Social Class or Something More: Relationships and Motivations in Rebecca and Tess of the d’Urbervilles
Both Tess of the d’Urbervilles and Rebecca are texts in which social class proves to be a factor in the relationships between lovers. Tess is born into a low class poor family, which significantly alters the outcome of events in her life. Contrastingly in Rebecca, the narrator marries into a different social class, which poses a strain on her relationship. Despite this, it is evident that social class is not the most important factor in relationships between lovers, as other factors in the novels prove themselves to be more significant.
In both Tess of the d’Urbervilles and Rebecca, the main female character are of a lower social class than their male partners. In Rebecca, the narrator sees herself as ‘ill bred’ and in Tess, she is described as ‘simple Tess Durberyfield’ which portrays both of the characters’ low social standings. Their partners in contrast are all of high social classes, Alec’s family living in a place where ‘Everything looked like money’ reflecting his wealth and high social status. Angel’s family are also described as ‘middle-class people’ and when Angel describes Tess, he says ‘she is not what in common parlance is called a lady.’ portraying that Angel too recognises Tess’ lower class. Similarly, in Rebecca, Maxim’s class is made clear from the beginning, when Mrs Van Hopper poses the question ‘I suppose your ancestors often entertained royalty at Manderley, Mr de Winter?’ These harsh contrasts between the social classes of lovers are a common occurrence in novels of this era: men were typically presented as the stronger (and therefore wealthier) characters, and women as more vulnerably (and therefore poorer) characters. The social divides between lovers in both novels cause strains that wouldn’t exist without these divides, and social class in therefore depicted as being an important factor in relationships between lovers.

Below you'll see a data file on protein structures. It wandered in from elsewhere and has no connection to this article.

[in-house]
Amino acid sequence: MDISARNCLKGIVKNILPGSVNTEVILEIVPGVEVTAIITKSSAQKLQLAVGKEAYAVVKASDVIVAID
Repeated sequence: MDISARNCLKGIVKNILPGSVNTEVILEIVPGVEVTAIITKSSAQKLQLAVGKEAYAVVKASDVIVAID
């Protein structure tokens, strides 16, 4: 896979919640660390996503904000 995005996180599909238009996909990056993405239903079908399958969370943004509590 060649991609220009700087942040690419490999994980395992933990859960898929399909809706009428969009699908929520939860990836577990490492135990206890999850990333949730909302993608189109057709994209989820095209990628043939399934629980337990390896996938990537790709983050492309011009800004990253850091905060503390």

It is arguable, where Tess is concerned that Alec’s social class was the reason for Tess’ rape. Tess, due to her social class and position as a woman in the 19th century, felt as if she could not fight back or resist Alec. Even after the rape, Alec is shown to be entitled due to his social class, for example when he says to Tess, ‘Remember, I was your master once! I will be your master again.’ Since Alec’s rape is Tess’ biggest demise in the novel (everything after this seems to be a downward spiral for Tess), this portrays that social class is the most important factor in relationships between lovers. Contrastingly, in Rebecca, it is not Maxim’s social class that takes the biggest toll on the narrator, but rather the class of Maxim’s ex-wife, Rebecca. The narrator becomes increasing paranoid that she is not good enough for Maxim due to her social standing. She is told by Maxim’s sister that ‘you are so very different from Rebecca.’ which leads to the narrator’s eventual self-hatred. She is seen comparing herself to Rebecca constantly, ‘the things I lack, confidence, grace, beauty, intelligence wit – Oh, all the qualities that mean most in a woman – she possessed.’ This portrays social class to be an important factor in relationships between lovers as it caused the narrators ultimate paranoia and self-hatred in the novel.
As presented by Hardy, Tess in encouraged by her mother to be with Alec due to his social class. If she had not, it is arguable that the rape could have never occurred, and nor would have Tess’ ultimate demise. Tess’ passive nature, instilled by her class, also played a part in her going to Alec. ‘I suppose I ought to do something…’ she says. Her mother previously said that Alec would ‘make a lady of her; and then she’ll be what her forefathers was.’ portraying that restoring the family to it’s original wealth and status was important in Joan’s decision to send Tess to Alec. This shows that social class is an important factor in relationships between lovers.